• Factfulness

    Hans Rosling

    • Sceptre
    • 5 April 2018

    'a hopeful book about the potential for human progress when we work off facts rather than our inherent biases'. BARACK OBAMA *the #1 Sunday Times bestseller * instant New York Times bestseller * an Observer 'best brainy book of the decade' * #1 Wall Street Journal bestseller * Irish Times bestseller * Audio bestseller * Guardian bestseller * ---Longlisted for the 2018 Financial Times /McKinsey Business Book of the Year--- 'One of the most important books I've ever read - an indispensable guide to thinking clearly about the world.' BILL GATES 'Hans Rosling tells the story of "the secret silent miracle of human progress" as only he can. But Factfulness does much more than that. It also explains why progress is so often secret and silent and teaches readers how to see it clearly.' MELINDA GATES Factfulnes s: The stress-reducing habit of only carrying opinions for which you have strong supporting facts. When asked simple questions about global trends - why the world's population is increasing; how many young women go to school; how many of us live in poverty - we systematically get the answers wrong. So wrong that a chimpanzee choosing answers at random will consistently outguess journalists, Nobel laureates, and investment bankers. In Factfulness , Professor of International Health and a man who can make data sing, Hans Rosling, together with his two long-time collaborators Anna and Ola, offers a radical new explanation of why this happens, and reveals the ten instincts that distort our perspective. It turns out that the world, for all its imperfections, is in a much better state than we might think. But when we worry about everything all the time instead of embracing a worldview based on facts, we can lose our ability to focus on the things that threaten us most. Inspiring and revelatory, filled with lively anecdotes and moving stories, Factfulness is an urgent and essential book that will change the way you see the world.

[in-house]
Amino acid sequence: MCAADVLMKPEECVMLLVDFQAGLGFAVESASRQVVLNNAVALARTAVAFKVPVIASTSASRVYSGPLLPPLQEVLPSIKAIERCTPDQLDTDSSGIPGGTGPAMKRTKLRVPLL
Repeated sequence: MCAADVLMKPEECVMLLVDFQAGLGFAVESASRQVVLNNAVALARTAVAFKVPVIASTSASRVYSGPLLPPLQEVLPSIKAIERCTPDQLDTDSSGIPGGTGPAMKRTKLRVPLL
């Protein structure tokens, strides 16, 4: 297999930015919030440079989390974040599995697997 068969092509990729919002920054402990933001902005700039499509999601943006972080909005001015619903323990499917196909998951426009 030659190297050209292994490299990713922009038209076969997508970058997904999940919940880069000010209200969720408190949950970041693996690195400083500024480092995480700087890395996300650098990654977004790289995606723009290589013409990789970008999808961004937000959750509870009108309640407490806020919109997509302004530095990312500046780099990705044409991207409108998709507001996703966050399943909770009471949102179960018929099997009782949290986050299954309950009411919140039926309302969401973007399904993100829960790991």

• Anglais Loving frank

    Nancy Horan

    • Sceptre
    • 29 May 2008